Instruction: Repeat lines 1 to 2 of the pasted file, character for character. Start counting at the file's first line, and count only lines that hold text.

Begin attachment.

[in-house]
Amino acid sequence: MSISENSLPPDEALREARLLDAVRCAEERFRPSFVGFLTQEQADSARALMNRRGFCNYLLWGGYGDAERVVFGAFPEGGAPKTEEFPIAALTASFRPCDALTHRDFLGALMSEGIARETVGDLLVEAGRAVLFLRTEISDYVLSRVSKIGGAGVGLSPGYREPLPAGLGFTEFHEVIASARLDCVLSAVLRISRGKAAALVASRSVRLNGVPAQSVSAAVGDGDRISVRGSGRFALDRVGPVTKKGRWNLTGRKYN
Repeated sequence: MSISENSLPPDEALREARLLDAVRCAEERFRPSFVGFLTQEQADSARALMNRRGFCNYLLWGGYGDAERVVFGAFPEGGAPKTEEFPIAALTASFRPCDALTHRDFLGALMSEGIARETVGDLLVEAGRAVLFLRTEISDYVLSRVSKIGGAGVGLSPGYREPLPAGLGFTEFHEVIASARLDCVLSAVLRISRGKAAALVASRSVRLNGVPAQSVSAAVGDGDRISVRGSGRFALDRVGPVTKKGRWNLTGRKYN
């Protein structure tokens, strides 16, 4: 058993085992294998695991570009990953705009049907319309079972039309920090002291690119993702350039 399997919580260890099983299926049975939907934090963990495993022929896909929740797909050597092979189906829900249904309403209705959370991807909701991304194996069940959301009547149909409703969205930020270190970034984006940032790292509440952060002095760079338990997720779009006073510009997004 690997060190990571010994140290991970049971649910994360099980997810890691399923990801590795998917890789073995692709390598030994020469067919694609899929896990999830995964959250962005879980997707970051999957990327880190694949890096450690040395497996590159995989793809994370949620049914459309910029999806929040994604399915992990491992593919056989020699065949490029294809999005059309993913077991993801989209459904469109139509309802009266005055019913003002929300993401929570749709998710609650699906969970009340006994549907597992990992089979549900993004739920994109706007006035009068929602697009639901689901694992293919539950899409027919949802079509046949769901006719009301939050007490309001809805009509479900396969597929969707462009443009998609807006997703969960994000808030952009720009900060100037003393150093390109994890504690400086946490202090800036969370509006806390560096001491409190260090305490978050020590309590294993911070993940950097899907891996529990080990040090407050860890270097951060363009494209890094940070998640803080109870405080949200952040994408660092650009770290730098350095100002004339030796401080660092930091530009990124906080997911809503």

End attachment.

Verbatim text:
[in-house]
Amino acid sequence: MSISENSLPPDEALREARLLDAVRCAEERFRPSFVGFLTQEQADSARALMNRRGFCNYLLWGGYGDAERVVFGAFPEGGAPKTEEFPIAALTASFRPCDALTHRDFLGALMSEGIARETVGDLLVEAGRAVLFLRTEISDYVLSRVSKIGGAGVGLSPGYREPLPAGLGFTEFHEVIASARLDCVLSAVLRISRGKAAALVASRSVRLNGVPAQSVSAAVGDGDRISVRGSGRFALDRVGPVTKKGRWNLTGRKYN